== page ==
Territoriality among females and body weight of the species also had a significant effect on the presence of horns. That is, large size may reduce escape speed and enhance the need for horns. However, shoulder height and group size did not have an effect.
The two exceptions identified by Stankowich and Caro are the female African bongo, large antelope found in dense forests which use their horns to establish dominance within female groups, and the female mountain anoa, a small water buffalo, which we know very little about but the females may indeed be territorial like other members of its genus (Bubalus). “Our goal was to explain EVERY instance and we think we did just that, given what we know about these two exceptions,” notes Stankowich.
Overall, the two evolutionary biologists believe their findings may be relevant to other female ruminants, but further study is needed.Contact: Ted Stankowich, 413/545-0035; email@example.com
Ted Stankowich | Newswise Science News
Meadows beat out shrubs when it comes to storing carbon
23.11.2017 | Norwegian University of Science and Technology
Migrating Cells: Folds in the cell membrane supply material for necessary blebs
23.11.2017 | Westfälische Wilhelms-Universität Münster
Heat from the friction of rocks caused by tidal forces could be the “engine” for the hydrothermal activity on Saturn's moon Enceladus. This presupposes that...
The WHO reports an estimated 429,000 malaria deaths each year. The disease mostly affects tropical and subtropical regions and in particular the African continent. The Fraunhofer Institute for Silicate Research ISC teamed up with the Fraunhofer Institute for Molecular Biology and Applied Ecology IME and the Institute of Tropical Medicine at the University of Tübingen for a new test method to detect malaria parasites in blood. The idea of the research project “NanoFRET” is to develop a highly sensitive and reliable rapid diagnostic test so that patient treatment can begin as early as possible.
Malaria is caused by parasites transmitted by mosquito bite. The most dangerous form of malaria is malaria tropica. Left untreated, it is fatal in most cases....
The formation of stars in distant galaxies is still largely unexplored. For the first time, astron-omers at the University of Geneva have now been able to closely observe a star system six billion light-years away. In doing so, they are confirming earlier simulations made by the University of Zurich. One special effect is made possible by the multiple reflections of images that run through the cosmos like a snake.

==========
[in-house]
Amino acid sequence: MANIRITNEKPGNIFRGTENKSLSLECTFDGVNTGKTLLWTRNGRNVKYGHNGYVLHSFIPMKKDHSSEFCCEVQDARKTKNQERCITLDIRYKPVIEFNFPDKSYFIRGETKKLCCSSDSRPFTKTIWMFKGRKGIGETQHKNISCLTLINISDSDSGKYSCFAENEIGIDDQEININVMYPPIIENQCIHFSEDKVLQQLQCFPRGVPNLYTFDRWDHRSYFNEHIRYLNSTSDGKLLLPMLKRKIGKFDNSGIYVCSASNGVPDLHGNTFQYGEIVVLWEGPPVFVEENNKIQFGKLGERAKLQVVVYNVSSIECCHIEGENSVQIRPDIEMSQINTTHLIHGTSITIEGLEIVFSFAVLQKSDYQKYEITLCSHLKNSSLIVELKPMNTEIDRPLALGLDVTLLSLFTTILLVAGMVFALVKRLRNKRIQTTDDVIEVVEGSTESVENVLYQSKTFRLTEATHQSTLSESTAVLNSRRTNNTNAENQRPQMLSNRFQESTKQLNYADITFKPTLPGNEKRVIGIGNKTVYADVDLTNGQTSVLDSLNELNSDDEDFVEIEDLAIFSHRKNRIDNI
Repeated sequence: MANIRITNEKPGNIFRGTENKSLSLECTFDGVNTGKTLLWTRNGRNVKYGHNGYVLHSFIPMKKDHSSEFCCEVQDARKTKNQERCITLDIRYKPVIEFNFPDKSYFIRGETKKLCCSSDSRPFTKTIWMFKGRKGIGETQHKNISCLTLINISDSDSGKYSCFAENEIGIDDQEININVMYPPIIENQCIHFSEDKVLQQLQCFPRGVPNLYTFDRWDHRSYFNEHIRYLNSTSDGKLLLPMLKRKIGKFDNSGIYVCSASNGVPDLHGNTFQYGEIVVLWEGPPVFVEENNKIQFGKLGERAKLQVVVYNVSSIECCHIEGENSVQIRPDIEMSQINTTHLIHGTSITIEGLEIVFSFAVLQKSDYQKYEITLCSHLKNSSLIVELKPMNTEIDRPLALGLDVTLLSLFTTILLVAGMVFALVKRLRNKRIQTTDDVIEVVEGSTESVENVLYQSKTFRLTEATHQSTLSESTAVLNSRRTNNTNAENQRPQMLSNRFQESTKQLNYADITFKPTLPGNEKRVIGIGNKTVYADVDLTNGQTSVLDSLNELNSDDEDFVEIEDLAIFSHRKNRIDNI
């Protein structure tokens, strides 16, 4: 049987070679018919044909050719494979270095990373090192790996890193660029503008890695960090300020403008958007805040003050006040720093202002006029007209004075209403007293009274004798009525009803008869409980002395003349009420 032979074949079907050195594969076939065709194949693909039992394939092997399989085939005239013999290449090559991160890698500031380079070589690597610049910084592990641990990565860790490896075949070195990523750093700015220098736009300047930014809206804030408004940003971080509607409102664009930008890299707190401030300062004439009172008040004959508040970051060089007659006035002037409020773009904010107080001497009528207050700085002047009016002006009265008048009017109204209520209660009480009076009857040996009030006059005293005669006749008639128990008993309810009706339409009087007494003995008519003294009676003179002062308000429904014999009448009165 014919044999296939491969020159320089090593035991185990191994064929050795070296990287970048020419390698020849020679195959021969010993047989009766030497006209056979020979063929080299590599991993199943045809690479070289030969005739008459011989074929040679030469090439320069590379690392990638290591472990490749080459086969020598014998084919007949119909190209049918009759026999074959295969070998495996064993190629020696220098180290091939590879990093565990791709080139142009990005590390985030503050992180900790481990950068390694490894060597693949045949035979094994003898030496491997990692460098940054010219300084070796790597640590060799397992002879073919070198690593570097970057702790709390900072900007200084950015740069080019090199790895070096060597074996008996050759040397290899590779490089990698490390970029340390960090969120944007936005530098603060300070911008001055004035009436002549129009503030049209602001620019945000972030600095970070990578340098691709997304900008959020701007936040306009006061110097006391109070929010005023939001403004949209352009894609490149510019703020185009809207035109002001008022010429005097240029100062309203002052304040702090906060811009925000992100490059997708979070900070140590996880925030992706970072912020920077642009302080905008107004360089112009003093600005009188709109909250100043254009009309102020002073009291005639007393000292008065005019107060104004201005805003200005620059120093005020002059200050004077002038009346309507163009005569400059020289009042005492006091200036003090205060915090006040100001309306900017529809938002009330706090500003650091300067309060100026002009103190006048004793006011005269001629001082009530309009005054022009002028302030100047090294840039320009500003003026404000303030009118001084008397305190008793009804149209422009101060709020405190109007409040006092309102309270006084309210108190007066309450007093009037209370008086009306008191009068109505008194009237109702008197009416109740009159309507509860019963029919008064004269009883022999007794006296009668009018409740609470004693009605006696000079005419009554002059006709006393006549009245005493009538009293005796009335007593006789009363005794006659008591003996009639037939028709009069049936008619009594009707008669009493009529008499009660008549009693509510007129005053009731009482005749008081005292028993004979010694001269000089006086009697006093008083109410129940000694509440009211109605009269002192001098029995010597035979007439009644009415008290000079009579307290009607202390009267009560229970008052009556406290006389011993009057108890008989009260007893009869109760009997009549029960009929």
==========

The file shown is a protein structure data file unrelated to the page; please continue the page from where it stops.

Today, astronomers have a pretty accurate idea of how stars were formed in the recent cosmic past. But do these laws also apply to older galaxies? For around a...
Just because someone is smart and well-motivated doesn't mean he or she can learn the visual skills needed to excel at tasks like matching fingerprints, interpreting medical X-rays, keeping track of aircraft on radar displays or forensic face matching.
That is the implication of a new study which shows for the first time that there is a broad range of differences in people's visual ability and that these...
Computer Tomography (CT) is a standard procedure in hospitals, but so far, the technology has not been suitable for imaging extremely small objects. In PNAS, a team from the Technical University of Munich (TUM) describes a Nano-CT device that creates three-dimensional x-ray images at resolutions up to 100 nanometers. The first test application: Together with colleagues from the University of Kassel and Helmholtz-Zentrum Geesthacht the researchers analyzed the locomotory system of a velvet worm.
During a CT analysis, the object under investigation is x-rayed and a detector measures the respective amount of radiation absorbed from various angles....
15.11.2017 | Event News
15.11.2017 | Event News
30.10.2017 | Event News
23.11.2017 | Life Sciences
23.11.2017 | Earth Sciences
23.11.2017 | Earth Sciences